By Charlesjsharp (Own work, from Sharp Photography, sharpphotography), via Wikimedia Commons

Please be sure to visit Margaret Simon at Reflections on the Teche for the Poetry Friday Roundup.

Slice of Life: “Be Astonished”

I didn’t make it to all the Poetry Friday posts over the weekend. I rarely do, despite my best intentions. But the posts I did read were, as usual, full of beauty and inspiration. Jama Rattigan shared Mary Oliver’s breath-taking poem, “Messenger.” (Read it here.) These lines have been in my head all weekend:

“… Let me
keep my mind on what matters,
which is my work,

which is mostly standing still and learning to be

We owe it to the world to “be astonished” and “give shouts of joy” about the beauty that surrounds us. As I was walking to my classroom this morning, I looked out the window and was astonished by the beauty of fallen cherry blossoms.

Scattered by the wind,
cherry blossoms dart and dance
across the playground

© Catherine Flynn, 2017

I also appreciated Brenda Harsham’s interview with Irene Latham. Both of these smart women inspire me, but I really appreciated Irene’s advice to “just WRITE. Even if all you have is fifteen minutes, just do it.” Why do I need to be reminded of this constantly? At this time of year, though, it seems especially important to find those quiet moments amid all the hubbub, both for our students and ourselves. Recent research “suggest[s] that short doses of nature—or even pictures of the natural world—can calm people down and sharpen their performance.” So amidst all the busyness of the day, find a minute to just be. Then (to remind myself) write about it!

Thank you also to StaceyBetsyBeth, KathleenDeb, MelanieLisa and Lanny for creating this community and providing this space for teachers and others to share their stories each Tuesday. Be sure to visit Two Writing Teachers to read more Slice of Life posts.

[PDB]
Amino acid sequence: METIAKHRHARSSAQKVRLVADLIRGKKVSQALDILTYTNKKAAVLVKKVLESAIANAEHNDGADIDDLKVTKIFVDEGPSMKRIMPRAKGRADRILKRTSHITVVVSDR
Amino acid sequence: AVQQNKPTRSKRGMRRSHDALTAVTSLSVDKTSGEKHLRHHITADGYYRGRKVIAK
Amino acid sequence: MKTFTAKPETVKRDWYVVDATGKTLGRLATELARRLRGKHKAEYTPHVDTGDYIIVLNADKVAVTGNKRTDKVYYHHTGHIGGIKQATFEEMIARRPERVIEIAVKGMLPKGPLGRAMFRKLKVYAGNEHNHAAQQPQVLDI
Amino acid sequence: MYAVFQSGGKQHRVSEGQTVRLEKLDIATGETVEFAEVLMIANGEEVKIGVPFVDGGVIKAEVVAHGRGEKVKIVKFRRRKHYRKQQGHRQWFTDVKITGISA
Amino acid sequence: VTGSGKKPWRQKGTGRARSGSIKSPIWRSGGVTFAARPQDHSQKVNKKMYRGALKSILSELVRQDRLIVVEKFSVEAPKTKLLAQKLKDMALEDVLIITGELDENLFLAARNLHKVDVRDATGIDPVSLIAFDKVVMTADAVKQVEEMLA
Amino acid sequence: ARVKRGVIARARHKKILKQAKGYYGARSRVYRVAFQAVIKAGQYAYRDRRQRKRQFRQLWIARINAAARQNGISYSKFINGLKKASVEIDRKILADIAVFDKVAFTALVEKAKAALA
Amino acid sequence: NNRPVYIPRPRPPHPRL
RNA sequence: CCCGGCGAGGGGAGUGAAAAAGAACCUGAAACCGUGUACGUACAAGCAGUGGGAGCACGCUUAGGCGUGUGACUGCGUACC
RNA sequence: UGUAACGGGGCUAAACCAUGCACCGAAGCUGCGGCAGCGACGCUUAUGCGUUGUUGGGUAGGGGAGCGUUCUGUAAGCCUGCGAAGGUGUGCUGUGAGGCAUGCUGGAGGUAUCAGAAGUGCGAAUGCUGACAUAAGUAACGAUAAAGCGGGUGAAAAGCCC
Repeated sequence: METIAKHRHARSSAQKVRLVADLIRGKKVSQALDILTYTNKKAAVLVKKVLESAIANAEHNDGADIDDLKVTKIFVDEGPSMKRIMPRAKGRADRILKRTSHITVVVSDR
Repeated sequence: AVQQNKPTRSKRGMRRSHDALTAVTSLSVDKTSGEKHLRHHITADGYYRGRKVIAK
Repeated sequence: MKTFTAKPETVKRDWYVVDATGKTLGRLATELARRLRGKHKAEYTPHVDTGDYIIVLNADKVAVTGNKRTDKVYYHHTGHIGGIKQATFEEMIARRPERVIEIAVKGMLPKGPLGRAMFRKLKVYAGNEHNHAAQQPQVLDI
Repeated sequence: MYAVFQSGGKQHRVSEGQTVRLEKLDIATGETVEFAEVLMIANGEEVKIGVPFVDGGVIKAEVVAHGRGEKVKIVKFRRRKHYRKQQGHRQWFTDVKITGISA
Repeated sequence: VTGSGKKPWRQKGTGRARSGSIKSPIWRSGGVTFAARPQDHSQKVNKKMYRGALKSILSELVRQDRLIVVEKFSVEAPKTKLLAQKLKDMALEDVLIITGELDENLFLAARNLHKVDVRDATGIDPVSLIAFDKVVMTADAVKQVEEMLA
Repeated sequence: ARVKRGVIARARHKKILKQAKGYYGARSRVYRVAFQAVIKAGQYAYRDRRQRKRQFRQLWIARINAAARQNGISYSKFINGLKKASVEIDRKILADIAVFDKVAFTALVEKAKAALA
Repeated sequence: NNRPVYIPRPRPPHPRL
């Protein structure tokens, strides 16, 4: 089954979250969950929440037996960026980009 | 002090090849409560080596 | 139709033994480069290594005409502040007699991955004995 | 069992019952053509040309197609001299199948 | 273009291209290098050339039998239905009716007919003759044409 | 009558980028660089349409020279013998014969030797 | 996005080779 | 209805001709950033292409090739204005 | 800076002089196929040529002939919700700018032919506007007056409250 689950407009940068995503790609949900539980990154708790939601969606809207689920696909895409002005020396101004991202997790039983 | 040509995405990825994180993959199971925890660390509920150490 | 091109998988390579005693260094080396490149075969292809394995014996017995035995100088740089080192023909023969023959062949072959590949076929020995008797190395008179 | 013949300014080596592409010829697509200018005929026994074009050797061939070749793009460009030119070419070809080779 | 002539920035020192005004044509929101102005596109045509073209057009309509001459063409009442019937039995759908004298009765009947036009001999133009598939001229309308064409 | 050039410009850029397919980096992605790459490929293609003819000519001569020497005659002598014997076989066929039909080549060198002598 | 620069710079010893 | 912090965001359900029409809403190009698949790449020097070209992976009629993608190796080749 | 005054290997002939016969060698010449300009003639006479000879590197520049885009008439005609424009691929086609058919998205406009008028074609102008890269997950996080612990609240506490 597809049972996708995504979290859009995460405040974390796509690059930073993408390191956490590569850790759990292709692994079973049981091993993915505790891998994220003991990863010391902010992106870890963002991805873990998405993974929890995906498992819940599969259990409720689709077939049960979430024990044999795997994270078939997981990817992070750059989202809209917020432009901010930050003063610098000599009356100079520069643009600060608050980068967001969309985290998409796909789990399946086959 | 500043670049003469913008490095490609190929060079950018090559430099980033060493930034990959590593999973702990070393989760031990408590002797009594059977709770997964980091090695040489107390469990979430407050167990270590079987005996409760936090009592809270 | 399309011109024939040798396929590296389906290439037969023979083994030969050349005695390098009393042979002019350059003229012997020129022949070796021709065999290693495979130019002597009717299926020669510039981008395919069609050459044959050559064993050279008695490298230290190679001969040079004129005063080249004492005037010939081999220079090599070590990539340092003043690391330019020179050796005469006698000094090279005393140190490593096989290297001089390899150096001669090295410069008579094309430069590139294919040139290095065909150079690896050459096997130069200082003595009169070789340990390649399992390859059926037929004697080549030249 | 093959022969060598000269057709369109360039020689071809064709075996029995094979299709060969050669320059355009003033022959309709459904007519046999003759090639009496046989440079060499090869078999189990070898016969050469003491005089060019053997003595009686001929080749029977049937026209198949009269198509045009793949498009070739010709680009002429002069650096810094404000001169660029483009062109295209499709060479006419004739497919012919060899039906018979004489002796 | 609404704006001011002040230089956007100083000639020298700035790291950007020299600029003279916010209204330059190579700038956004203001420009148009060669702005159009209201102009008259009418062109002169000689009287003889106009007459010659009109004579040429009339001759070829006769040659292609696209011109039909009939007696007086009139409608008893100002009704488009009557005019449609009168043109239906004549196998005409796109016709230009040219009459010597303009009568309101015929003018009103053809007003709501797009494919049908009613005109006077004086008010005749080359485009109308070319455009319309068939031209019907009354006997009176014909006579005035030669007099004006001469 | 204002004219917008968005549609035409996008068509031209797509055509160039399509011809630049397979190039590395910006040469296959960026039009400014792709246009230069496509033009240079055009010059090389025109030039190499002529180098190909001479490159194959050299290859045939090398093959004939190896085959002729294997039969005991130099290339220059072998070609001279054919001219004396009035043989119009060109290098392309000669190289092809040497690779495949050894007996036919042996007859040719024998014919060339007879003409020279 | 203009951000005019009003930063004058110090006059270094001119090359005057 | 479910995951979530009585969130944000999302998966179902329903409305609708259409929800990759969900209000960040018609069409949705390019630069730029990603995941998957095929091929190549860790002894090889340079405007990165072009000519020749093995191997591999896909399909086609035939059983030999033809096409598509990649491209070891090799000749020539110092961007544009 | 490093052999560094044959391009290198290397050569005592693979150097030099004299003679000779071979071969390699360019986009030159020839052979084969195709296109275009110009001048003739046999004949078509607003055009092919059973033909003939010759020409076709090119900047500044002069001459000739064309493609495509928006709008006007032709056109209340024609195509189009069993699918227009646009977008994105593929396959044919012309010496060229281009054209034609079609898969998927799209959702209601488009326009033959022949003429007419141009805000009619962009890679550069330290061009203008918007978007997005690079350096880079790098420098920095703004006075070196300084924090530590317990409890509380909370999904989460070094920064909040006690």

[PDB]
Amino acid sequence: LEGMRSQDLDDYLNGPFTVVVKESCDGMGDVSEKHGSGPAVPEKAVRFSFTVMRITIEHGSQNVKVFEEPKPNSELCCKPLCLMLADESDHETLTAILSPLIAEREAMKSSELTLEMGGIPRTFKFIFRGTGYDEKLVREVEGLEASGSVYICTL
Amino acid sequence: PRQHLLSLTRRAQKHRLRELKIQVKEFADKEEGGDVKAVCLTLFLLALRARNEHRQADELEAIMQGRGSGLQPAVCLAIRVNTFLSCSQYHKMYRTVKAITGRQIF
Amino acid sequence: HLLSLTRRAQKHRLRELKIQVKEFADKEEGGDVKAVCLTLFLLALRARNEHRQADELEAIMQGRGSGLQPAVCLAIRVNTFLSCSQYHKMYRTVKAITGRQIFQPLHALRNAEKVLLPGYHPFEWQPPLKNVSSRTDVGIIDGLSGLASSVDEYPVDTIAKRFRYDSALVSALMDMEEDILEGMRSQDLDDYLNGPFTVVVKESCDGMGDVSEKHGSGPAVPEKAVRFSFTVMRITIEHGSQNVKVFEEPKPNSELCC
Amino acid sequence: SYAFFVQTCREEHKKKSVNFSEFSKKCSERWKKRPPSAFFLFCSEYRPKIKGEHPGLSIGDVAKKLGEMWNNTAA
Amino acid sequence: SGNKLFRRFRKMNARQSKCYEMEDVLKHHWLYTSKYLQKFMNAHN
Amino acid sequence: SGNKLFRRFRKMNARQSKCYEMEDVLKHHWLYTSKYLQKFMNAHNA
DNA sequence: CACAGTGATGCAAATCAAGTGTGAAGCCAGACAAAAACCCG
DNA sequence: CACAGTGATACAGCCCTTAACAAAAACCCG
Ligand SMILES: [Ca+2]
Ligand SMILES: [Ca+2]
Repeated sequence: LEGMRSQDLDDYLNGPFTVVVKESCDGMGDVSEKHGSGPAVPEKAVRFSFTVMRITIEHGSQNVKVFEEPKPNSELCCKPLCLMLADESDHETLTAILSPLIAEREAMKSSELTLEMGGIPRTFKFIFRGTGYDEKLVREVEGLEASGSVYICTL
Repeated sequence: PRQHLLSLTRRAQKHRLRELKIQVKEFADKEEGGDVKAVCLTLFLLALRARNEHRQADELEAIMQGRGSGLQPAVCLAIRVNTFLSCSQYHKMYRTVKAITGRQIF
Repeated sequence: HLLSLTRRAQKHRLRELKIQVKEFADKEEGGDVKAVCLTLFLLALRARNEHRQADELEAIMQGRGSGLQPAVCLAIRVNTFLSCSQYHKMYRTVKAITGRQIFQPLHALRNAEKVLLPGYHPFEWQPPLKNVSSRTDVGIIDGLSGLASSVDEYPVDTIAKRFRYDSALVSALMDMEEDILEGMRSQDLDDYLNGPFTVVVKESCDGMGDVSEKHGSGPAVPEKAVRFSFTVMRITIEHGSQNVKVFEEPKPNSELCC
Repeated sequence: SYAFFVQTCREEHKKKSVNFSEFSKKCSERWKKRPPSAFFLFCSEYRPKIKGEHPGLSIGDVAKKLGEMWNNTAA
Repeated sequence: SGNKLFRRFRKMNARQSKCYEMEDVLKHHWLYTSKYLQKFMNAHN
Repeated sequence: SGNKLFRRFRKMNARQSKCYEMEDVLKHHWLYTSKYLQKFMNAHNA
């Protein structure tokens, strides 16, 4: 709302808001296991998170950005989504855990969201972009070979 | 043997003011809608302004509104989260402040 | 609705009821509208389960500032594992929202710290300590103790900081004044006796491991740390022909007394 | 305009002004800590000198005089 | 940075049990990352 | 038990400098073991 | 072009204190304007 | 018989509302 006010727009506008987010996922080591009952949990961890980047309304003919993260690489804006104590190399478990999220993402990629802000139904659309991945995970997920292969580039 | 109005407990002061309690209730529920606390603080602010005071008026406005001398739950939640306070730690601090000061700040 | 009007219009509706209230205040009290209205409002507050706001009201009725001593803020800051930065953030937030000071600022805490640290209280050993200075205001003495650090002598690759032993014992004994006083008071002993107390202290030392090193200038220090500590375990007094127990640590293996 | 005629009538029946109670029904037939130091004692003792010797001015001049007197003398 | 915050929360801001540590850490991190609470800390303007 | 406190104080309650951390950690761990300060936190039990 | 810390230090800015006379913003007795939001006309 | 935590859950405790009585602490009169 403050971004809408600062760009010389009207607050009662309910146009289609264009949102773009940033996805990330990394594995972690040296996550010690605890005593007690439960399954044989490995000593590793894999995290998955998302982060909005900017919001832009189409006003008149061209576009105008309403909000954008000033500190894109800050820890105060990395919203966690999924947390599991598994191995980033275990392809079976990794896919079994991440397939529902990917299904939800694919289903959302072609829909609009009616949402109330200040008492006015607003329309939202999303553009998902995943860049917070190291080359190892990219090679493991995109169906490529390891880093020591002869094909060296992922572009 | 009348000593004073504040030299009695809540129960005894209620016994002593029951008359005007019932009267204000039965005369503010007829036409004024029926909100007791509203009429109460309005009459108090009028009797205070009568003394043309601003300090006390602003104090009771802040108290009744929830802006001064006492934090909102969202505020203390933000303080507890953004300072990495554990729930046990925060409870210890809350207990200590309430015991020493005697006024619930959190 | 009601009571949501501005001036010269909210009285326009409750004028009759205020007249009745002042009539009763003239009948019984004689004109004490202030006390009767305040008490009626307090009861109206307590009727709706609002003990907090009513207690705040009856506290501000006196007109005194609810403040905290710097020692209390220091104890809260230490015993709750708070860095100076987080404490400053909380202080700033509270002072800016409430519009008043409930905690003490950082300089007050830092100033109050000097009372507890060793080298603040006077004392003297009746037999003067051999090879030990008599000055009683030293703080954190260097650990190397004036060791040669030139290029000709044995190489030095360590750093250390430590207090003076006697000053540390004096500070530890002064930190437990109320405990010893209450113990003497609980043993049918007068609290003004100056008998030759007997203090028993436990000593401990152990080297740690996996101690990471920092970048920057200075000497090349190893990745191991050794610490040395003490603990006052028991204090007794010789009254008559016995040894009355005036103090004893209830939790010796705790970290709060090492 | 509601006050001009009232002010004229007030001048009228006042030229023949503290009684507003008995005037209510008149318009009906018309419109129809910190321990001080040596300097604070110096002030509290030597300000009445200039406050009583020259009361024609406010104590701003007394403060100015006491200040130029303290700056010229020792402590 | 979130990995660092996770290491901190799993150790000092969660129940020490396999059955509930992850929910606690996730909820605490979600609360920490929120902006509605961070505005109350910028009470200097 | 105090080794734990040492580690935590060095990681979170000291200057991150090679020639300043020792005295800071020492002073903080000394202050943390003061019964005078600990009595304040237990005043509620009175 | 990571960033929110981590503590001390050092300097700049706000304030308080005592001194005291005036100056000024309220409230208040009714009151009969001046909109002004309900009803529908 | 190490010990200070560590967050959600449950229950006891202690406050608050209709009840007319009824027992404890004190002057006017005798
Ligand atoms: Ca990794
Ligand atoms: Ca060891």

Poetry Friday: Mary Oliver’s “Song for Autumn”


“Attention is the beginning of devotion”
Mary Oliver

For the past week, I have been reading and savoring Upstream, Mary Oliver’s luminous new collection of essays. I am in awe of Oliver’s power of observation, her keen ear, her deft turn of phrase. In an essay on Emerson, she describes his writing as “a pleasure to the ear, and thus a tonic to the heart, at the same time that it strikes the mind.” For me, this is a description of Oliver’s own writing as well.

We had our first snow yesterday, and the everlastings and late roses were “crowned with the first tuffets of snow,” so I thought this was a particularly appropriate poem to share today.

“Song for Autumn”
Mary Oliver

Don’t you imagine the leaves dream now
how comfortable it will be to touch
the earth instead of the
nothingness of the air and the endless
freshets of wind? And don’t you think
the trees, especially those with
mossy hollows, are beginning to look for

the birds that will come–six, a dozen–to sleep
inside their bodies? And don’t you hear
the goldenrod whispering goodbye,
the everlasting being crowned with the first
tuffets of snow?

Read the rest of the poem here.

Please be sure to visit Linda at Teacher Dance for the Poetry Friday Roundup.

The Poetry Friday Round Up


The Poetry Friday Round Up is here today, but I hope you’ll all forgive me and let the comments serve as the round-up. We had a sudden death in our family yesterday, and I am distraught. I promise next time I host I will be in a more festive spirit.

by Mary Oliver

Here is a story
to break your heart.
Are you willing?
This winter
the loons came to our harbor
and died, one by one,
of nothing we could see.
A friend told me